Imagine, a bike pedal without the pedal.
After five years in development, the Infinity Pedal, a spindle-style design that ditches the familiar platform, will be ready to hit the market around September, according to a Kickstarter campaign to fund its production.
This clip-in pedal, which allows for 360-degree entry, was first unveiled in 2009 by inventor Sam Hunter. An avid mountain biker with an engineering degree from Weber State University, Hunter worked up a prototype for the easy-entry pedals after growing frustrated with traditional clip-in designs, which require that the pedal be oriented in exactly the right position to click in.
“I started mountain biking five years ago, and I found myself struggling to clip into my pedals, especially in steep and technical situations,” said Hunter in a promotional video.
His prototype won the 2009 Utah Concept to Company design competition and received funding to help refine the design and bring it to market. Based in Ogden, Utah, his company, Mobius Cycling, has now developed a market-ready design.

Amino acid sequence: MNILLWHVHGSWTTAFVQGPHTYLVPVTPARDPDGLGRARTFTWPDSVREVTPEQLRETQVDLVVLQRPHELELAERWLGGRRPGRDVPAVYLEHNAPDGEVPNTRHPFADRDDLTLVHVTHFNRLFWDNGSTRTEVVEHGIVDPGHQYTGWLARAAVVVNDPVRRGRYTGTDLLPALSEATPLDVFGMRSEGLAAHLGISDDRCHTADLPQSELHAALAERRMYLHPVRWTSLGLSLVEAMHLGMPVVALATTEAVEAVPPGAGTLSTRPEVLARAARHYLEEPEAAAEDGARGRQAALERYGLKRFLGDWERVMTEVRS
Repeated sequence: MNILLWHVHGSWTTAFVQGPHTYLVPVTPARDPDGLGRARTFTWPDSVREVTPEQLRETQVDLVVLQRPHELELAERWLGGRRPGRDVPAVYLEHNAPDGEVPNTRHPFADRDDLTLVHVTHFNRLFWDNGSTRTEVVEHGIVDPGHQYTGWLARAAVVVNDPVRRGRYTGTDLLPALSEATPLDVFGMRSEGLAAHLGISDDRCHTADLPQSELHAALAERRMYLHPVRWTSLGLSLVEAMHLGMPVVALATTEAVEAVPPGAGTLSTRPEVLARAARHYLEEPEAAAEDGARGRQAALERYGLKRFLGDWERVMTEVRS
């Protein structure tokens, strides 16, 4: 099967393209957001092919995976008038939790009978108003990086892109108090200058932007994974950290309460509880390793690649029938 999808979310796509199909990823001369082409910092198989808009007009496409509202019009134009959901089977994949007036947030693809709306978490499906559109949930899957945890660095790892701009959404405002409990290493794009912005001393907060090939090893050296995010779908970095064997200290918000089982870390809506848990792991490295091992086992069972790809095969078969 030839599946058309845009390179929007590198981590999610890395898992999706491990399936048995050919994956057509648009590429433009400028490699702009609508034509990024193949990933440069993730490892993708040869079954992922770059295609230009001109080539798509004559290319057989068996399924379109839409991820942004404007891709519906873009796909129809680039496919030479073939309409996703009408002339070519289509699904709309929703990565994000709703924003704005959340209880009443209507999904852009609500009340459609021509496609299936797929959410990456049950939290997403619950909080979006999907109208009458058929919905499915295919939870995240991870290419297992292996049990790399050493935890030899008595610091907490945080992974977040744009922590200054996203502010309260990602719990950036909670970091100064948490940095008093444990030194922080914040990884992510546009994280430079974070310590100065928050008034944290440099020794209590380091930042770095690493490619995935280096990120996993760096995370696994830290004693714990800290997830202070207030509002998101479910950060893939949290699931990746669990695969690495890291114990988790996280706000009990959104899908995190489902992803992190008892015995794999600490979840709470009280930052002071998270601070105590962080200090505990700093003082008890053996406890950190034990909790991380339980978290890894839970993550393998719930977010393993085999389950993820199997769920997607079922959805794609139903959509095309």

The simple spring-tensioned pedal has no top-bottom orientation, so you can click in without looking; the pedal compresses when clipping in, and then expands to lock into the cleat.
Light and unobtrusive, the steel version weighs only 236 grams and the titanium version, for “weight weenies,” weighs 190 grams. That figure includes two pedals, two cleats, and four total bolts—two per cleat.
The cleats are small enough to remain flush with the sole of almost any shoe, so you can wear the same shoes pre- and post-ride, sans annoying metal protrusions.
In general, clip-in pedals allow the rider to transfer power more efficiently between leg and bike, so that even the upstroke generates power.
Designed for mountain bikes, the first round of Infinity Pedals use a typical 2-bolt design and have 5 degrees of float, which is the amount of sideways rotation your foot is allowed while still staying safely clipped in. (It takes 18 degrees of rotation to fully release.) A 3-bolt road bike design will be the “stretch” goal after the initial funding target of $85,000 is reached.
If you’re looking to get your feet on a pair as soon as possible, a limited number of Infinity Pedals are available in four colors in exchange for a Kickstarter pledge: $129 for the steel version and $299 for the titanium, with an estimated delivery in September.
Another company, Colorado-based Ultralite Sports, introduced its own lightweight spindle design in 2012. Ultralight’s pedals have a different locking mechanism and clip into protruding nylon cleats.